Warner Looking To Poach Exec In Search For New CEO

30 May 2012 | 3:36 pm | Scott Fitzsimons

But the winning applicant will probably be dealt a pay cut.

Warner Music Group owner Len Blavatnik has put the feelers out for a new CEO, it has been reported, for when the current executive Stephen Cooper makes his eventual exit.

Russian tycoon Blavatnik bought Warner last year, but then lost out on the EMI bidding, despite being favourites for a lot of the process. Warner's then-Chairman Edgar M. Bronfman Jr had stepped down from the CEO role when the $3.3 billion Warner sale went through and then resigned from the Chairman role as well after the sale.

In his memo to staff at the time he said, "I wanted to let you know that, as my other obligations are beginning to take an inordinate amount of time, I have asked to step down as WMG's Board Chairman."

Stephen Cooper is the major label's current CEO, but according to the NY Post is not believed to be in for the long haul with the company, despite his positive work so far. A known 'turnaround specialist' his focus has been on cutting down costs.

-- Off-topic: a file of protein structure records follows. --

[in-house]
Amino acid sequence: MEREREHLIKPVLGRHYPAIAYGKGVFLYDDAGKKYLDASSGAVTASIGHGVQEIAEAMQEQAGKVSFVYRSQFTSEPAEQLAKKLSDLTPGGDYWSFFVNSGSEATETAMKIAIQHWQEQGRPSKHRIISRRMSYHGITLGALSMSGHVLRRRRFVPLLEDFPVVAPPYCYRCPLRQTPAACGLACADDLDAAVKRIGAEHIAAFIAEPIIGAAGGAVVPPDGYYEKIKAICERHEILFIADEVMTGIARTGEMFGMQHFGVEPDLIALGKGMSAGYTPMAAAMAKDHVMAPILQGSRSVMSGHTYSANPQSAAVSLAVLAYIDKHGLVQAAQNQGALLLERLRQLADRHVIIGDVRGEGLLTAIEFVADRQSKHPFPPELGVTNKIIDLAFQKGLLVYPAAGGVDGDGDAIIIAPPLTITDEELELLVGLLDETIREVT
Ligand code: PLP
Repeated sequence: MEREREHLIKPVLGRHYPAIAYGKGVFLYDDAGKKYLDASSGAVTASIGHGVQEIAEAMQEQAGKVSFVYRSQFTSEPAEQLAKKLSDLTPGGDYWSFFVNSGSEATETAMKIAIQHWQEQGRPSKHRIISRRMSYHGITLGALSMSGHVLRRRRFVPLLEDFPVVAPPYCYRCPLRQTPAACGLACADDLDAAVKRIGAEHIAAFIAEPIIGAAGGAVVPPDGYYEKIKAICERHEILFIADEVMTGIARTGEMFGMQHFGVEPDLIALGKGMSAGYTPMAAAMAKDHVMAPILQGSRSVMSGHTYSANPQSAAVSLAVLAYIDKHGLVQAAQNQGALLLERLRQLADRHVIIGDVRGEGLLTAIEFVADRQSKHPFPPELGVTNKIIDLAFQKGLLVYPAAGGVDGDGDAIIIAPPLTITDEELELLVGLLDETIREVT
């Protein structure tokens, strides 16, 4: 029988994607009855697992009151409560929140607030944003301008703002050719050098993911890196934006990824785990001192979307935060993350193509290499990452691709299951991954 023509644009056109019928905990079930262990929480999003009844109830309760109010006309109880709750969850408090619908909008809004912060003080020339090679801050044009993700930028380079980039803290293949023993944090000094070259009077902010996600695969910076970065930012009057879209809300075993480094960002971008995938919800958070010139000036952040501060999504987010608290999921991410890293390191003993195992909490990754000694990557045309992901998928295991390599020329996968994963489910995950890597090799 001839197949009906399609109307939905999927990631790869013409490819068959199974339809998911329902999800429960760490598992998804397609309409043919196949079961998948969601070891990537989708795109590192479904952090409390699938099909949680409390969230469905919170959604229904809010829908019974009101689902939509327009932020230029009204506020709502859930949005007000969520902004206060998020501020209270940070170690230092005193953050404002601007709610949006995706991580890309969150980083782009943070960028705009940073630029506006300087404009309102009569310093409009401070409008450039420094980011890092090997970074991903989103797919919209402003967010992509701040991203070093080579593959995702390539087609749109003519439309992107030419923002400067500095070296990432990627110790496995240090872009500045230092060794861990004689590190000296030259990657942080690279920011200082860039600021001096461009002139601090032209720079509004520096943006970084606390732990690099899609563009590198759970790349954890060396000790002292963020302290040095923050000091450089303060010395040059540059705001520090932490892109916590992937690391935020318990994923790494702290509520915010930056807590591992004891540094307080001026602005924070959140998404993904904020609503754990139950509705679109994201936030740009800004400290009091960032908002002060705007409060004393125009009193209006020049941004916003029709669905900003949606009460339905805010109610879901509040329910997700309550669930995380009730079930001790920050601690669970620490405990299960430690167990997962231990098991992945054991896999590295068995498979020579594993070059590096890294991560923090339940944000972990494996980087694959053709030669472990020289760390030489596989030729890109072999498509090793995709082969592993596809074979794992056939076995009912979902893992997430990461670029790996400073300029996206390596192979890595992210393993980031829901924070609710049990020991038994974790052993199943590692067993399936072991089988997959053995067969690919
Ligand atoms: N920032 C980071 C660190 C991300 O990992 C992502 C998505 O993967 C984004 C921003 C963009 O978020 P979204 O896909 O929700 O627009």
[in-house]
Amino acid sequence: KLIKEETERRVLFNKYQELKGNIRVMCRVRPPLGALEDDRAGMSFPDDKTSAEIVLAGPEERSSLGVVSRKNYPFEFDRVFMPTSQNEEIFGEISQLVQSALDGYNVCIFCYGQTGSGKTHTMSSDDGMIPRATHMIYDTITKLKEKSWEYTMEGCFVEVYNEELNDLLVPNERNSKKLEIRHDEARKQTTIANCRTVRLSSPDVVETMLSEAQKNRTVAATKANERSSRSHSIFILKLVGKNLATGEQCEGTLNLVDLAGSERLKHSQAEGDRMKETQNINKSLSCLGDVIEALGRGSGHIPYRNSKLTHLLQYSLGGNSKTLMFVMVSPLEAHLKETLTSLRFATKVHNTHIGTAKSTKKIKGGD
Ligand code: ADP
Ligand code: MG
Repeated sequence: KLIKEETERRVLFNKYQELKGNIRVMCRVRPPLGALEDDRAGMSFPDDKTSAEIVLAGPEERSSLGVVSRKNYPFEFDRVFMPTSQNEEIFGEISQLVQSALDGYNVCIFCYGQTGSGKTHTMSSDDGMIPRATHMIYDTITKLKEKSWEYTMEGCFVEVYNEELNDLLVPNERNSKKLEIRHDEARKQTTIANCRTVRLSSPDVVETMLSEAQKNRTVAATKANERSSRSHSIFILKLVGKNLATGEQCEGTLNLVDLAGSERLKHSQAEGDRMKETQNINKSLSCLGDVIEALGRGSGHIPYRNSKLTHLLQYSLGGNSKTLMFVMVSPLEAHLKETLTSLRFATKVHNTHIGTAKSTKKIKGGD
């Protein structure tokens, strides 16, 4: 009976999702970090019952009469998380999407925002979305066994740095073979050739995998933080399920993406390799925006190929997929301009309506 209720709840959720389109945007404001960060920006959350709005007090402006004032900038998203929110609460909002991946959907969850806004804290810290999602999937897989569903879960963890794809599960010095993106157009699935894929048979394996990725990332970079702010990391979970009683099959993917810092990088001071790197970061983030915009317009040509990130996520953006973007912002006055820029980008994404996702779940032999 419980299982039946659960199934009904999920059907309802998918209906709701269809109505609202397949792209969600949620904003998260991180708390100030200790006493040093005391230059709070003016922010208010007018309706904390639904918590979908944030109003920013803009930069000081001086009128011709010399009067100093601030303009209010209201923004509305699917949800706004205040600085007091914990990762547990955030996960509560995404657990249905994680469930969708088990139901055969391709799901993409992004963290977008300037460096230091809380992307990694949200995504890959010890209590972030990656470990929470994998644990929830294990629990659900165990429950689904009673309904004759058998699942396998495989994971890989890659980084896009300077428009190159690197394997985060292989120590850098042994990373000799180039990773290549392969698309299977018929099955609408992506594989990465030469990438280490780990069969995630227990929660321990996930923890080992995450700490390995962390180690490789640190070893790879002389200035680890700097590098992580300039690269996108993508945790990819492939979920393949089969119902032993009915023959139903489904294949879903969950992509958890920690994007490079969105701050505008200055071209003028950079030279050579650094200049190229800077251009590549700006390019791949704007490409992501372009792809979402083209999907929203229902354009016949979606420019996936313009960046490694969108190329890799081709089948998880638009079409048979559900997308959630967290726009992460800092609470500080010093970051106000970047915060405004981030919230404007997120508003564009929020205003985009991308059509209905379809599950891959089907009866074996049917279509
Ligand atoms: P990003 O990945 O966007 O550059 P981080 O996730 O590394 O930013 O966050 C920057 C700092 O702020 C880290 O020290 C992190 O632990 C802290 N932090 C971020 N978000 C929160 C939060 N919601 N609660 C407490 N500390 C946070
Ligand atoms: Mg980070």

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A source told the paper that Blavatnik has quietly put the word out that the company is searching for a new CEO.

“They are looking for a creative who is a decent entertainment operator,” they said. It is believed that Blavatnik is searching for someone with music experience.

 According to the paper, Cooper will likely return to the Chairman role in the next management shuffle, the position he swapped Bronfman Jr for last year. The recorded music division head Lyor Cohen may make a straight exit though, with the paper's sources claiming that he has not been offered a new contract yet.

“It was important for the new owners to get a sense of the business and the senior leadership team before any renegotiations,” said the source.

One key aspect of Blavatnik's purchase, through his investment company Access Industries, is the fact that Warner is now a private company. As a result, it is believed that an incoming CEO's pay packet will be tied to performance, rather than share price.

Meanwhile, Blavatnik is believed to want out, or at least distance himself from the day-to-day workings, of the BP's messy Russian merger.